As the investigation continues into last month’s fatal shooting of Trayvon Martin, the unarmed black teenager killed by a neighborhood watch volunteer in Florida, psychology researchers can point to one aspect of the tragedy: how easy it is to “see” that someone is holding a gun when he is not.
In the latest research, scientists found that simply holding a gun, as George Zimmerman was when he confronted Martin in a gated community in Sanford, Florida, has an effect.
“The mere act of holding a gun makes it more likely that you will perceive an object as a gun,” said James Brockmole, associate professor of psychology at the University of Notre Dame and co-author of an upcoming paper on that phenomenon.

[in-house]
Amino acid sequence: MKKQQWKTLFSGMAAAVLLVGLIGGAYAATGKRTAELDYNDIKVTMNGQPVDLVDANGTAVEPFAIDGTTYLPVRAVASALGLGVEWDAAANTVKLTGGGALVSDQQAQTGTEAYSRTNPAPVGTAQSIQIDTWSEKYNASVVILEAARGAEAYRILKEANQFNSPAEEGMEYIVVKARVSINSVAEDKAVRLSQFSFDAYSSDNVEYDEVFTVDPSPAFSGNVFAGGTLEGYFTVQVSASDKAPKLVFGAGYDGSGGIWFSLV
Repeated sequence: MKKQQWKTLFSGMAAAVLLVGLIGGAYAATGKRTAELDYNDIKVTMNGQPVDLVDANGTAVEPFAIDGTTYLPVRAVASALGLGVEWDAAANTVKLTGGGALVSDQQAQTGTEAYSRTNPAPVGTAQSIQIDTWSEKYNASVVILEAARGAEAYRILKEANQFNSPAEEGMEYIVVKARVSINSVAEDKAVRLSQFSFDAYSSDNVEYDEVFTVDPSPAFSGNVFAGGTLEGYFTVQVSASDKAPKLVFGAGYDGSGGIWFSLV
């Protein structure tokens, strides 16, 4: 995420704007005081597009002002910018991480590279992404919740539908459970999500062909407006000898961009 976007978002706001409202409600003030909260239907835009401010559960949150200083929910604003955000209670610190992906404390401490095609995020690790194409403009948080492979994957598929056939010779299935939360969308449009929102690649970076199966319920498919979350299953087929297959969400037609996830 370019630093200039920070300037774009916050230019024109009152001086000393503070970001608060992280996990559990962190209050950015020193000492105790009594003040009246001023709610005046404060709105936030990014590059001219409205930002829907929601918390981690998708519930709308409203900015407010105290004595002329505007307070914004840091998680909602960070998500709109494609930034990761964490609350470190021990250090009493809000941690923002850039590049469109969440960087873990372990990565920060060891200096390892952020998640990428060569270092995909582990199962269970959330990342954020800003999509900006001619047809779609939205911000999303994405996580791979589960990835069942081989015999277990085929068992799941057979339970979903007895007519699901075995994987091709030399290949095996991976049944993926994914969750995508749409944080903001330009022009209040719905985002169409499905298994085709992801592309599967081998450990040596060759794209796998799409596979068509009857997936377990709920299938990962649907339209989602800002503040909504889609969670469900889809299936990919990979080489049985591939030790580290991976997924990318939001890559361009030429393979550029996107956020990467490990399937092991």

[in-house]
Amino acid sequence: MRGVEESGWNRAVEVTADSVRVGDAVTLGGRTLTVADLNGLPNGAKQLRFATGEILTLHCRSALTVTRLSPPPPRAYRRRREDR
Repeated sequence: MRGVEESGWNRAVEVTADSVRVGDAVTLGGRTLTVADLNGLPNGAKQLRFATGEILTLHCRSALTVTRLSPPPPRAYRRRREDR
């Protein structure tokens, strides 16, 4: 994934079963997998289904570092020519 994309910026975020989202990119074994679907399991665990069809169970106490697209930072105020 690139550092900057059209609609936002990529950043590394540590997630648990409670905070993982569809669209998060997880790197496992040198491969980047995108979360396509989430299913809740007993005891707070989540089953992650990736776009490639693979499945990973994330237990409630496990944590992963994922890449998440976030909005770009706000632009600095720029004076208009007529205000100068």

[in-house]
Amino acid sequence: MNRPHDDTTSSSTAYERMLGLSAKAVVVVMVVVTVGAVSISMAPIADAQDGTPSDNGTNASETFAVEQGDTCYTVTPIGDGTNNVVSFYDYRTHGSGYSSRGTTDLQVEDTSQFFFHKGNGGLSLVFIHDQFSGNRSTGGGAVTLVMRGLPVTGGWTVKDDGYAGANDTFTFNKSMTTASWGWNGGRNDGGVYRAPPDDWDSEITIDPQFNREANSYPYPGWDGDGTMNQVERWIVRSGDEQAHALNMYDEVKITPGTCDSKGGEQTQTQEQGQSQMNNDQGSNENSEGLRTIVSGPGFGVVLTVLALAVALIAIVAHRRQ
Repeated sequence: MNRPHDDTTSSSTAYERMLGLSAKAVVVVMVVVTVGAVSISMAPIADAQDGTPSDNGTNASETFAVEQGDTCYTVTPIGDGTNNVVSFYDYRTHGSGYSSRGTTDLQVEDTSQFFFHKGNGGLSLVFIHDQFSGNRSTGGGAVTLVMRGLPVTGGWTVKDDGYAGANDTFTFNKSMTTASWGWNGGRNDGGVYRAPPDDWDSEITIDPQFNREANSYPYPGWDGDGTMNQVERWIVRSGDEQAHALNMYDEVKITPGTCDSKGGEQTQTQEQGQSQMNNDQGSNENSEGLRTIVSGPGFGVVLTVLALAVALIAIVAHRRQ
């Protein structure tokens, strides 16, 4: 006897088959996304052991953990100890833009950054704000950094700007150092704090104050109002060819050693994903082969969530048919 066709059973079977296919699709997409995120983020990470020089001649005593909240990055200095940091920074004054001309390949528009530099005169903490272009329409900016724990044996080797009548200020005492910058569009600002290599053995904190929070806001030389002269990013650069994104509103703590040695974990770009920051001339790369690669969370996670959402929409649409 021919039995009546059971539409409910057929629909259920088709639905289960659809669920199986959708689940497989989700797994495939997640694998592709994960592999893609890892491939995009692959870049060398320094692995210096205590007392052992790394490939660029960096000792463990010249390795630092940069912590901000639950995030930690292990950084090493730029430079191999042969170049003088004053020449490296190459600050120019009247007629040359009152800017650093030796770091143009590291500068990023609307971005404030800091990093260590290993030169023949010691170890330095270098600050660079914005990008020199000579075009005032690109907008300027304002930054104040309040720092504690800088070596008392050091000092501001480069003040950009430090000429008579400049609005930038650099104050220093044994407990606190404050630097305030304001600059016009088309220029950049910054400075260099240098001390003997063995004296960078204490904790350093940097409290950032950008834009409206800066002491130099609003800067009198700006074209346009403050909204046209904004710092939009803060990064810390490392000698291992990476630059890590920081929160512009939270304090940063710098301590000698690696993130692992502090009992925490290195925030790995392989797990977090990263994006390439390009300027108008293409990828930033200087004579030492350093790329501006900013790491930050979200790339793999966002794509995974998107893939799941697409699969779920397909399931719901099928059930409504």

“Does that mean that if the neighborhood watch captain had not been armed he would have perceived the situation differently? It’s impossible to say that about any specific situation, but our research shows it is certainly a possibility.”
Martin was walking from a convenience store and had put up his hooded sweatshirt when Zimmerman, a 28-year-old white man, saw him. According to 911 calls the police released last week, Zimmerman followed the teen in his SUV.